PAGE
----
exposed workers in coiling and wire drawing. An association with any exposure to solvents was found among aircraft-maintenance workers (SMR=1.6, 95% CI=0.9–2.8) (Blair et al., 1998). No associations were found in studies of workers exposed to aromatic or halogenated solvents (Anttila et al., 1995, 1998), in patients with solvent-related disorders (Berlin et al., 1995), and in aircraft-manufacturing workers (Garabrant et al., 1988).

Summary and Conclusion

In most occupational settings, multiple solvent exposures occurred, so exposures to specific solvents may be highly correlated. Because many studies used occupational titles as exposure surrogates, the ability to assess an association between specific solvents and breast cancer risk was compromised.

A number of studies assessed breast cancer risk and solvent exposure in general, and others provided exposure estimates for specific individual solvents, such as trichloroethylene, tetrachloroethylene, dry-cleaning solvents, benzene, and methylene chloride. The evidence was limited by nonspecific exposure assessments and a reliance on mortality from breast cancer. Nondifferential misclassification of exposure, poor control for confounding, and low statistical power due to small numbers were additional limitations. Table 6.21 identifies the key studies and relevant data points reviewed by the committee in drawing its conclusion. Unless indicated in the tables, the study populations include both men and women.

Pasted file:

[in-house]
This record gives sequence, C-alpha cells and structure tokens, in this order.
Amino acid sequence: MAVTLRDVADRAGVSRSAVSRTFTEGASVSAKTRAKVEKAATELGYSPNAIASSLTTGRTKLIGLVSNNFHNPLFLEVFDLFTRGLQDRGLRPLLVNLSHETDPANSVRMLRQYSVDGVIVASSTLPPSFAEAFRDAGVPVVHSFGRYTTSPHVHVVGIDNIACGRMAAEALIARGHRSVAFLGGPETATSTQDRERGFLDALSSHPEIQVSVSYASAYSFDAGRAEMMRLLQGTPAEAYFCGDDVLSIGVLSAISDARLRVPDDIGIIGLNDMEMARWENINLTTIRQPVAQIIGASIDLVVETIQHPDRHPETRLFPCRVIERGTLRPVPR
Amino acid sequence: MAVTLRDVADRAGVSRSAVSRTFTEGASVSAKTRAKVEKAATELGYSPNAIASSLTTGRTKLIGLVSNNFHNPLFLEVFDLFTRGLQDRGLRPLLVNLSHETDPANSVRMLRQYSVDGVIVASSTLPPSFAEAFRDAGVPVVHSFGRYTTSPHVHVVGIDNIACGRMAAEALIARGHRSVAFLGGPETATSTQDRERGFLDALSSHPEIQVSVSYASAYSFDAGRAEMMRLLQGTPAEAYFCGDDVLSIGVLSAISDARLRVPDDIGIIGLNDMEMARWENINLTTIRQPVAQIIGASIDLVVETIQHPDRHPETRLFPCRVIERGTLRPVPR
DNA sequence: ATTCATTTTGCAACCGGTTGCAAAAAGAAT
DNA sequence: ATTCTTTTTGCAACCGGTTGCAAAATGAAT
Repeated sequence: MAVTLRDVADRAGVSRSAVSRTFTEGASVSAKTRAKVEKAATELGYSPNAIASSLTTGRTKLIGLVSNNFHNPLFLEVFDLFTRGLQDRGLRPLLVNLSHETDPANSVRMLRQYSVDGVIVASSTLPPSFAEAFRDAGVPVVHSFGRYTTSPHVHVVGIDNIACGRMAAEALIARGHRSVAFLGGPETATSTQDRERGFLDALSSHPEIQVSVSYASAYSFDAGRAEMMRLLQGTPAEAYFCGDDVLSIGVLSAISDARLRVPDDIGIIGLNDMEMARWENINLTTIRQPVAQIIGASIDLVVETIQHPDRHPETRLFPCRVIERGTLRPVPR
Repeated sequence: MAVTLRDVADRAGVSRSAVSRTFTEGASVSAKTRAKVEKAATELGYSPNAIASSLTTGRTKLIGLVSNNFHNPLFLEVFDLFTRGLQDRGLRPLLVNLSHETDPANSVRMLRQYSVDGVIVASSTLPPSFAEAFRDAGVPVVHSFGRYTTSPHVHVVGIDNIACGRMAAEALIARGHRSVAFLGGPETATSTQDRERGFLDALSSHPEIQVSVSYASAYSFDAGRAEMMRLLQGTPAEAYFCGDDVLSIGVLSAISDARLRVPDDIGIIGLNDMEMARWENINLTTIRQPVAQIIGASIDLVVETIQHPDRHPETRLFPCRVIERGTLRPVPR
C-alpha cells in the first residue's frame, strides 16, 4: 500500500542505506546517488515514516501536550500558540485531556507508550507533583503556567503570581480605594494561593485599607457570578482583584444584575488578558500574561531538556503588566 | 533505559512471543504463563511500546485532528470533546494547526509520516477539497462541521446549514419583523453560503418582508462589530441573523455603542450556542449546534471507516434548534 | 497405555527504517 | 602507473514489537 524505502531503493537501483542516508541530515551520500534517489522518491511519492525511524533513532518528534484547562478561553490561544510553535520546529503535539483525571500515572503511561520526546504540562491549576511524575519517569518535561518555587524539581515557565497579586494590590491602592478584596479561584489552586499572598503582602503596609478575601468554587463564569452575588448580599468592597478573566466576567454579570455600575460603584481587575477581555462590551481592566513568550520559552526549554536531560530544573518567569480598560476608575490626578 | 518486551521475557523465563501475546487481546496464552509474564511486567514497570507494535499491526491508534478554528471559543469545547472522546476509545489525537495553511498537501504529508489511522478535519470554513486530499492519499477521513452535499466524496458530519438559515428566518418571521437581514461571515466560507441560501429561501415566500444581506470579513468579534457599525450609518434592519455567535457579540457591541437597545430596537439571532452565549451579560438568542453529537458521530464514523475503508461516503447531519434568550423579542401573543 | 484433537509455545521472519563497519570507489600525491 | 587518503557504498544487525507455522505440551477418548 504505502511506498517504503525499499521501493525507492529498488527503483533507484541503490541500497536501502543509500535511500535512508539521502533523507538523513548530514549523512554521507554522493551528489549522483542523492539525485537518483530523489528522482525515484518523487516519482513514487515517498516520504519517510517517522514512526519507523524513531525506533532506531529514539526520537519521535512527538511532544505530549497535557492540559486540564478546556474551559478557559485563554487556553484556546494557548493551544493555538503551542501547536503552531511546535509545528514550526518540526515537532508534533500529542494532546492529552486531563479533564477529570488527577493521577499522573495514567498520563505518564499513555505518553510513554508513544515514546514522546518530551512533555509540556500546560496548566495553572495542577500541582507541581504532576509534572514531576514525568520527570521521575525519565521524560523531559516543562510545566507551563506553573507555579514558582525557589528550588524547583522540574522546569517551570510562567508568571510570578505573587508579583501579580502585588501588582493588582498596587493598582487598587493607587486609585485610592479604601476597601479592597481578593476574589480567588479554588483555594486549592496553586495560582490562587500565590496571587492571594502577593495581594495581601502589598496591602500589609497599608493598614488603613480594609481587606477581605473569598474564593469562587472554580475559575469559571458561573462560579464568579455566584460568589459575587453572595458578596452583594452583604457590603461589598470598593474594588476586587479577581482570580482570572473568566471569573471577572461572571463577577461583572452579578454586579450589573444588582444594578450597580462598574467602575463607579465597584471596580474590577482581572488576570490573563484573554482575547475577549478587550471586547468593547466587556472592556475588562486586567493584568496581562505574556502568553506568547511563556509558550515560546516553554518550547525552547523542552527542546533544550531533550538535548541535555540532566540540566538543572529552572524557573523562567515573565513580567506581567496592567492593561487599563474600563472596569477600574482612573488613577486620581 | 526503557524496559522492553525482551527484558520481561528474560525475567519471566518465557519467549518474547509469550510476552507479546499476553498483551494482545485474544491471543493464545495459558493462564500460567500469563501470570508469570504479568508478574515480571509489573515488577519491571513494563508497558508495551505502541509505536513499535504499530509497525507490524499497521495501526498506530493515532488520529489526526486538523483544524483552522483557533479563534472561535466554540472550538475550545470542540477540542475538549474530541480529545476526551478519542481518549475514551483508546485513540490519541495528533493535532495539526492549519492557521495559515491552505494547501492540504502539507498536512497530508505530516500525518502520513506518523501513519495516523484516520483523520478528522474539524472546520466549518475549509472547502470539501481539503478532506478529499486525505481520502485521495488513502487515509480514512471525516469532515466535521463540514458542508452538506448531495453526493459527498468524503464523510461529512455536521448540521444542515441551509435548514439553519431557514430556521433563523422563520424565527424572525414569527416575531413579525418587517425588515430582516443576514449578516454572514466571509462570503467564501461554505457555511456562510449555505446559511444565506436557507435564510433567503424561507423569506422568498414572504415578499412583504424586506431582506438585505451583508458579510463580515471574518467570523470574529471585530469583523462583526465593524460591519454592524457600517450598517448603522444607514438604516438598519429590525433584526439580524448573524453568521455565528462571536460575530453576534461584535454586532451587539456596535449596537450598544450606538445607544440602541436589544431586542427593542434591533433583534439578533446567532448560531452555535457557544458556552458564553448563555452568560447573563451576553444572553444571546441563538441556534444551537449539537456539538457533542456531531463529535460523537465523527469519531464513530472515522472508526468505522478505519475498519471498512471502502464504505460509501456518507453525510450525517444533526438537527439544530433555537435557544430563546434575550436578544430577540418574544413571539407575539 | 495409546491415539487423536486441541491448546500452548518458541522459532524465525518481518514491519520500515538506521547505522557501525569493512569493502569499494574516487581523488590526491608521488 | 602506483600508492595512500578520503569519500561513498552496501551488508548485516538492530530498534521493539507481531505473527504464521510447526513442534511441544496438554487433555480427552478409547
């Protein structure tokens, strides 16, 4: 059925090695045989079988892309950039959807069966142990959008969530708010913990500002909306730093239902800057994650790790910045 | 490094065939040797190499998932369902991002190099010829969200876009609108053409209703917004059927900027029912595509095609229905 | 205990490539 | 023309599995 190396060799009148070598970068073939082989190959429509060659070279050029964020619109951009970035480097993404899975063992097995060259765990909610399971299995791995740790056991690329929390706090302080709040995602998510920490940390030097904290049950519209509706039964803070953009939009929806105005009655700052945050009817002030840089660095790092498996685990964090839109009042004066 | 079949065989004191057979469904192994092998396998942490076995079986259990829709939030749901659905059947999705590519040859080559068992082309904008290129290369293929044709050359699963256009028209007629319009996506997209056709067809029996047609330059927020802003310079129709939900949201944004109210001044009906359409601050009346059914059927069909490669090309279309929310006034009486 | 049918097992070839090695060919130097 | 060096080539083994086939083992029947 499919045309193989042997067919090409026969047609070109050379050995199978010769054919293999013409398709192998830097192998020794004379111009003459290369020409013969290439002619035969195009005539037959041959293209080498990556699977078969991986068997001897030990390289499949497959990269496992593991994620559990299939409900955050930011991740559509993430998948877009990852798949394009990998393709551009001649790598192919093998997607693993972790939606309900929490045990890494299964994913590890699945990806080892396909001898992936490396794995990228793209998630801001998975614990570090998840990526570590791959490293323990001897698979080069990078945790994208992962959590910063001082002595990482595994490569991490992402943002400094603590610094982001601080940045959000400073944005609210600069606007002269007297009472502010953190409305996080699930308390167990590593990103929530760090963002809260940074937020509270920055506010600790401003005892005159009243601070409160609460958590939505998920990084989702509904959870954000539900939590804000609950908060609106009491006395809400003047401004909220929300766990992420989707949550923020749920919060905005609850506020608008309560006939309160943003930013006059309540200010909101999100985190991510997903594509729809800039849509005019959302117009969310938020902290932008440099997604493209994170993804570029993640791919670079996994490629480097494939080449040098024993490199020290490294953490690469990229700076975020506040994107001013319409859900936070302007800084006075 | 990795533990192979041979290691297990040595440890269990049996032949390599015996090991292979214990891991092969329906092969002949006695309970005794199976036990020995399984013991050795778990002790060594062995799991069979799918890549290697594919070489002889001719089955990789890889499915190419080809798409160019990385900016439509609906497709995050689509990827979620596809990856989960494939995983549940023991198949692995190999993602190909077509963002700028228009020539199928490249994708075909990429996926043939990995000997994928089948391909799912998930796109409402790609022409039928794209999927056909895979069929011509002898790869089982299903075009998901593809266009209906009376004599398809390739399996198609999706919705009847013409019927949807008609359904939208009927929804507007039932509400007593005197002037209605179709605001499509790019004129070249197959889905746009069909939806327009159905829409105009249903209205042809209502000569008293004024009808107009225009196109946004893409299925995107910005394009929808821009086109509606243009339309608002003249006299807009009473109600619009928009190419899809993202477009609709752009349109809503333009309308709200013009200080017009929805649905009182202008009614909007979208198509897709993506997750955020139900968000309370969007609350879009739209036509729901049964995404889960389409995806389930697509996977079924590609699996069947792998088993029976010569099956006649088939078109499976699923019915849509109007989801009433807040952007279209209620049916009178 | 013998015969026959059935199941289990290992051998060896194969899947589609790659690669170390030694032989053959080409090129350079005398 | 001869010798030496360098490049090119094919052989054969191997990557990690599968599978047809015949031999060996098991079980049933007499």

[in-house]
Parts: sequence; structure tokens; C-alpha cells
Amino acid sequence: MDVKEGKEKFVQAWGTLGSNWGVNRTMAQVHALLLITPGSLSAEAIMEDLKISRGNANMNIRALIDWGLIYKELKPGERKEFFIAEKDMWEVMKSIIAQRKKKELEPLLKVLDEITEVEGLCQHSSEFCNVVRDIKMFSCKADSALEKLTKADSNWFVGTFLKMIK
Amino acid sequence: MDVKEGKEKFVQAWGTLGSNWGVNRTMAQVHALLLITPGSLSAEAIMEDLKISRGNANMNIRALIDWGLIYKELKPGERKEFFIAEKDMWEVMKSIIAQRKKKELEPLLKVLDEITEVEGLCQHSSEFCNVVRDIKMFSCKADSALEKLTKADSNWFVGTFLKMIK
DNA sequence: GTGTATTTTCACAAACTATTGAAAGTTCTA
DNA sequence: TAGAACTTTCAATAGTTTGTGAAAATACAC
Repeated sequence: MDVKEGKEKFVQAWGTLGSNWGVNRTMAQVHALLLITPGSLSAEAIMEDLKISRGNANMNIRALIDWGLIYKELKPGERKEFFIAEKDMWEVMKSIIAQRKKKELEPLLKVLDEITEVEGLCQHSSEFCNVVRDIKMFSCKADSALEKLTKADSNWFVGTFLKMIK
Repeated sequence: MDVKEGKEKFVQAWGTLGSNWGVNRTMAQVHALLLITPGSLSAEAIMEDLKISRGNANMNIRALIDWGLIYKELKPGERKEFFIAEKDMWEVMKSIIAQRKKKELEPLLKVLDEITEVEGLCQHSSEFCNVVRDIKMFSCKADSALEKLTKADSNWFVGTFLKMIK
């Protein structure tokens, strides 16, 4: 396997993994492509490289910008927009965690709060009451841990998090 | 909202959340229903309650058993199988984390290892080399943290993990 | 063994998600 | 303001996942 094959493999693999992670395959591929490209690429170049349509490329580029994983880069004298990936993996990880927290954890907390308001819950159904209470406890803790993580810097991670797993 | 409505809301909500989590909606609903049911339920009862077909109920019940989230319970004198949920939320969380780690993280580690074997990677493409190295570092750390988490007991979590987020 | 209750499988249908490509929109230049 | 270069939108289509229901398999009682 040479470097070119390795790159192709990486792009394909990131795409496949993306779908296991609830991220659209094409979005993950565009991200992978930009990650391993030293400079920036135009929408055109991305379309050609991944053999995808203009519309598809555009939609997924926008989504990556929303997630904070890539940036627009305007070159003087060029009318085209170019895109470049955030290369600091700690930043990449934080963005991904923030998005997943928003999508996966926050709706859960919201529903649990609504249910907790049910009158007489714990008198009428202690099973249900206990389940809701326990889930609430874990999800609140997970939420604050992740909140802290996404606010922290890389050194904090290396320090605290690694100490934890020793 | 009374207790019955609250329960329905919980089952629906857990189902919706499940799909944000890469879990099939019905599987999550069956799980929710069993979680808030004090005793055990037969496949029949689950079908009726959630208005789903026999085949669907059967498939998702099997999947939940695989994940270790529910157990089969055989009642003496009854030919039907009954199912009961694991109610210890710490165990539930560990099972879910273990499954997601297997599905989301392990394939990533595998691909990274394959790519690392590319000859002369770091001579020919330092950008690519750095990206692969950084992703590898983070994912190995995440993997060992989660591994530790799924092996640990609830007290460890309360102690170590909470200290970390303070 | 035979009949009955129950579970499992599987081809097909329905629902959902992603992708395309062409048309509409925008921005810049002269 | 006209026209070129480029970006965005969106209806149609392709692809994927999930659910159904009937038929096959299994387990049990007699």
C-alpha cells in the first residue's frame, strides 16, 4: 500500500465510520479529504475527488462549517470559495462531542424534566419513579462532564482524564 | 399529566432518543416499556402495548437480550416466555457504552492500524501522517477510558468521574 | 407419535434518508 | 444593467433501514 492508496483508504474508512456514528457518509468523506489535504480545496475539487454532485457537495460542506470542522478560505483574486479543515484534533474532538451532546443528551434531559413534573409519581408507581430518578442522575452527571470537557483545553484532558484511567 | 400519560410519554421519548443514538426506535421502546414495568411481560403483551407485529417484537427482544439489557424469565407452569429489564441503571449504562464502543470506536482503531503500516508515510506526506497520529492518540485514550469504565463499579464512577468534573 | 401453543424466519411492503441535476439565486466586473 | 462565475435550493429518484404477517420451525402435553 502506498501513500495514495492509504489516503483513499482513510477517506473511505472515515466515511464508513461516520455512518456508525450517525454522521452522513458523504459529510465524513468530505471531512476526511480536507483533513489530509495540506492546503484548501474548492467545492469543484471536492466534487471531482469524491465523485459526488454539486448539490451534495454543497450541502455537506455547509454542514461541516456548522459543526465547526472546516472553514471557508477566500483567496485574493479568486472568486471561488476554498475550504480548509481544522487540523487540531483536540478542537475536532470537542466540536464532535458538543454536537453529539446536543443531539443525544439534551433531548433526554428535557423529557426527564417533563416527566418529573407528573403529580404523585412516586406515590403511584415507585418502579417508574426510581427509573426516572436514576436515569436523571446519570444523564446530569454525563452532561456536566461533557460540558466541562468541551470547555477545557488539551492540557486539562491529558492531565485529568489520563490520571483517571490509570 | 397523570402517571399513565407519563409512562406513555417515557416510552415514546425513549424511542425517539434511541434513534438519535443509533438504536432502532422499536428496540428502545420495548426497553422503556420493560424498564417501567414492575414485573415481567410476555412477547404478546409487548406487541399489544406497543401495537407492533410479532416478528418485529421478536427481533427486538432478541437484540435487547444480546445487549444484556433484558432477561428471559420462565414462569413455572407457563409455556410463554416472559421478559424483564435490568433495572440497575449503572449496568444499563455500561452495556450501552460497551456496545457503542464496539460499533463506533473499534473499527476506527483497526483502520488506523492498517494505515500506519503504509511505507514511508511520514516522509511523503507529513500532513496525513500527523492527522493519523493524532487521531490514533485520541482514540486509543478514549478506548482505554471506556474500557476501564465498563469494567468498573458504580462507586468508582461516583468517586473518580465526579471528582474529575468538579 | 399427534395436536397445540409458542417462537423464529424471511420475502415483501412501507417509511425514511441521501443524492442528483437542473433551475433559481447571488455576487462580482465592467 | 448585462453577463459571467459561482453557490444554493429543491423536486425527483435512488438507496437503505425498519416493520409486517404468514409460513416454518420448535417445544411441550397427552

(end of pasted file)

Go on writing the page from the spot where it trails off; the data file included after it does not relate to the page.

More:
The committee concludes, from its assessment of the epidemiologic literature, that there is inadequate/insufficient evidence to determine whether an association exists between chronic exposure to solvents under review and breast cancer.

TABLE 6.21 Selected Epidemiologic Studies—Breast Cancer and Exposure to Organic Solvents


Study Population

Exposed Cases

Estimated Relative Risk (95% CI)


Cohort Study—Incidence

Hansen et al., 2001

Biologically monitored workers in Denmark



Females, ever exposed


0.9 (0.2–2.3)

Cohort Studies—Mortality

Boice et al., 1999

Aircraft-manufacturing workers in California



Potential routine exposure


1.31 (0.53–2.69)

Blair et al., 1998

Aircraft-maintenance workers in Utah (females)



Any exposure


1.8 (0.9–3.3)


Low, continuous


3.4 (1.4–8.0)


Frequent peaks


1.4 (0.7–3.2)

Morgan et al., 1998

Aerospace workers in Arizona


Ever exposed


0.75 (0.43–1.22)


Low exposure


1.03 (0.51–1.84)


High exposure


0.47 (0.15–1.11)

Anttila et al., 1995

Finnish workers biologically monitored for exposure to halogenated hydrocarbons


0.85 (0.59–1.18)

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